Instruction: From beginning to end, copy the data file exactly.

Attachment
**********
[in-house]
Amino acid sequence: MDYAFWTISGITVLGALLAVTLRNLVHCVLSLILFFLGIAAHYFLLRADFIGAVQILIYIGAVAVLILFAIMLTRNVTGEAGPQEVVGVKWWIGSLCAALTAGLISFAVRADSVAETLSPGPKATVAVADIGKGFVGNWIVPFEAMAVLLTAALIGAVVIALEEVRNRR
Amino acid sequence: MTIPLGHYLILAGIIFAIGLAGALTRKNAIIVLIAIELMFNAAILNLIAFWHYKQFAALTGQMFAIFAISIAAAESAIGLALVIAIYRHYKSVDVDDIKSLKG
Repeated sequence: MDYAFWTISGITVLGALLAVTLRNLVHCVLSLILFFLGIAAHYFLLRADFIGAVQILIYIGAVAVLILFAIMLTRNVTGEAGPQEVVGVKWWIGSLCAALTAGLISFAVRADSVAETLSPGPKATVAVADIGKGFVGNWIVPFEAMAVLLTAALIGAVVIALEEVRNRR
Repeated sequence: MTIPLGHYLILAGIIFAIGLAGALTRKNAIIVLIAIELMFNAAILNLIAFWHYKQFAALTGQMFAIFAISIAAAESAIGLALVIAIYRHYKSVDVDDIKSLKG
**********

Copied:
[in-house]
Amino acid sequence: MDYAFWTISGITVLGALLAVTLRNLVHCVLSLILFFLGIAAHYFLLRADFIGAVQILIYIGAVAVLILFAIMLTRNVTGEAGPQEVVGVKWWIGSLCAALTAGLISFAVRADSVAETLSPGPKATVAVADIGKGFVGNWIVPFEAMAVLLTAALIGAVVIALEEVRNRR
Amino acid sequence: MTIPLGHYLILAGIIFAIGLAGALTRKNAIIVLIAIELMFNAAILNLIAFWHYKQFAALTGQMFAIFAISIAAAESAIGLALVIAIYRHYKSVDVDDIKSLKG
Repeated sequence: MDYAFWTISGITVLGALLAVTLRNLVHCVLSLILFFLGIAAHYFLLRADFIGAVQILIYIGAVAVLILFAIMLTRNVTGEAGPQEVVGVKWWIGSLCAALTAGLISFAVRADSVAETLSPGPKATVAVADIGKGFVGNWIVPFEAMAVLLTAALIGAVVIALEEVRNRR
Repeated sequence: MTIPLGHYLILAGIIFAIGLAGALTRKNAIIVLIAIELMFNAAILNLIAFWHYKQFAALTGQMFAIFAISIAAAESAIGLALVIAIYRHYKSVDVDDIKSLKG